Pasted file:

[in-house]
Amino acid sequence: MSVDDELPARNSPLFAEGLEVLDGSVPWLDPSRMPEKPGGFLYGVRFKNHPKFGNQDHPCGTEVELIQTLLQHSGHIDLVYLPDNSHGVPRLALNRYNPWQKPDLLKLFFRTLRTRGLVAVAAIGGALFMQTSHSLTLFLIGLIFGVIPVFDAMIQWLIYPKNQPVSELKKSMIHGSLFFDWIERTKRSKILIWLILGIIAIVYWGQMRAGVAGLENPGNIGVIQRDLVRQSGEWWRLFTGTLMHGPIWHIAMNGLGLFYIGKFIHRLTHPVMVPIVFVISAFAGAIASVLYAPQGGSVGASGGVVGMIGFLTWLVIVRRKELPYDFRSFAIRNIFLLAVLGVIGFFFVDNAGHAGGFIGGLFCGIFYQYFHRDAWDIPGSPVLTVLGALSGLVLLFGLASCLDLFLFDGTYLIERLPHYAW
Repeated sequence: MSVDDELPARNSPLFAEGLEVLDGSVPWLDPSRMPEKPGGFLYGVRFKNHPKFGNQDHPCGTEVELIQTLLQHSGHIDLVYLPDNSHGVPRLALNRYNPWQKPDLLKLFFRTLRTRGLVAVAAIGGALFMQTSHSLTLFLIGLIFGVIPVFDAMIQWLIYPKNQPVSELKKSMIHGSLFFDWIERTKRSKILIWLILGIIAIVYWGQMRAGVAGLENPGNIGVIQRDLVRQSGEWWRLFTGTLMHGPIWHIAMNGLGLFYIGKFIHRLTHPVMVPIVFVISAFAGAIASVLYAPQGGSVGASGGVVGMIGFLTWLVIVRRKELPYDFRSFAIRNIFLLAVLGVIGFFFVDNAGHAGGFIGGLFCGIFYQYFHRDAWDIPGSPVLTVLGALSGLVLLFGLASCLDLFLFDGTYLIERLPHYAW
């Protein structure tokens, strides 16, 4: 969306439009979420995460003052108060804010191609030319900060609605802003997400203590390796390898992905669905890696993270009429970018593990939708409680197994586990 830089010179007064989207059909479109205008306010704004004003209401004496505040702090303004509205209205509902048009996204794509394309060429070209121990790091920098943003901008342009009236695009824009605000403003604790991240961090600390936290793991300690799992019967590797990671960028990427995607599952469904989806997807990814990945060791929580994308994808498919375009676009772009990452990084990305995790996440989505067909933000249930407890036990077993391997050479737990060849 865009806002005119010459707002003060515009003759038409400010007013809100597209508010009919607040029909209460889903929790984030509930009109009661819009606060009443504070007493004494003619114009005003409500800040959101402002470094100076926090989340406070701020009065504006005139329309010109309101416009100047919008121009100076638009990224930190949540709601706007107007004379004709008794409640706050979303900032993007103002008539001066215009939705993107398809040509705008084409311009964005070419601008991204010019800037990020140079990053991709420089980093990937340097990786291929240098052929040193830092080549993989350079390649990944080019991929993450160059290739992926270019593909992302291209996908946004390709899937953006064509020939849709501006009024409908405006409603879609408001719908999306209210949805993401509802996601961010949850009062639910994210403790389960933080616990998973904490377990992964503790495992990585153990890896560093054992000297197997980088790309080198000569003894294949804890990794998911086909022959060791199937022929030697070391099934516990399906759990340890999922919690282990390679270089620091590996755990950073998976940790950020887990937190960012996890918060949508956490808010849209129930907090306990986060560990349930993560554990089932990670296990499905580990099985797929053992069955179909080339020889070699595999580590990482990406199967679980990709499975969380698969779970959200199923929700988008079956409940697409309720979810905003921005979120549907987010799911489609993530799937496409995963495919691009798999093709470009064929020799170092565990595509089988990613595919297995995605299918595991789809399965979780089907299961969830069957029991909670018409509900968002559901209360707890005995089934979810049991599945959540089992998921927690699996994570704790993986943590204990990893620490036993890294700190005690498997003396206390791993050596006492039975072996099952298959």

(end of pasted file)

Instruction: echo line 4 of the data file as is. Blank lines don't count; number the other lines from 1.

């Protein structure tokens, strides 16, 4: 969306439009979420995460003052108060804010191609030319900060609605802003997400203590390796390898992905669905890696993270009429970018593990939708409680197994586990 830089010179007064989207059909479109205008306010704004004003209401004496505040702090303004509205209205509902048009996204794509394309060429070209121990790091920098943003901008342009009236695009824009605000403003604790991240961090600390936290793991300690799992019967590797990671960028990427995607599952469904989806997807990814990945060791929580994308994808498919375009676009772009990452990084990305995790996440989505067909933000249930407890036990077993391997050479737990060849 865009806002005119010459707002003060515009003759038409400010007013809100597209508010009919607040029909209460889903929790984030509930009109009661819009606060009443504070007493004494003619114009005003409500800040959101402002470094100076926090989340406070701020009065504006005139329309010109309101416009100047919008121009100076638009990224930190949540709601706007107007004379004709008794409640706050979303900032993007103002008539001066215009939705993107398809040509705008084409311009964005070419601008991204010019800037990020140079990053991709420089980093990937340097990786291929240098052929040193830092080549993989350079390649990944080019991929993450160059290739992926270019593909992302291209996908946004390709899937953006064509020939849709501006009024409908405006409603879609408001719908999306209210949805993401509802996601961010949850009062639910994210403790389960933080616990998973904490377990992964503790495992990585153990890896560093054992000297197997980088790309080198000569003894294949804890990794998911086909022959060791199937022929030697070391099934516990399906759990340890999922919690282990390679270089620091590996755990950073998976940790950020887990937190960012996890918060949508956490808010849209129930907090306990986060560990349930993560554990089932990670296990499905580990099985797929053992069955179909080339020889070699595999580590990482990406199967679980990709499975969380698969779970959200199923929700988008079956409940697409309720979810905003921005979120549907987010799911489609993530799937496409995963495919691009798999093709470009064929020799170092565990595509089988990613595919297995995605299918595991789809399965979780089907299961969830069957029991909670018409509900968002559901209360707890005995089934979810049991599945959540089992998921927690699996994570704790993986943590204990990893620490036993890294700190005690498997003396206390791993050596006492039975072996099952298959």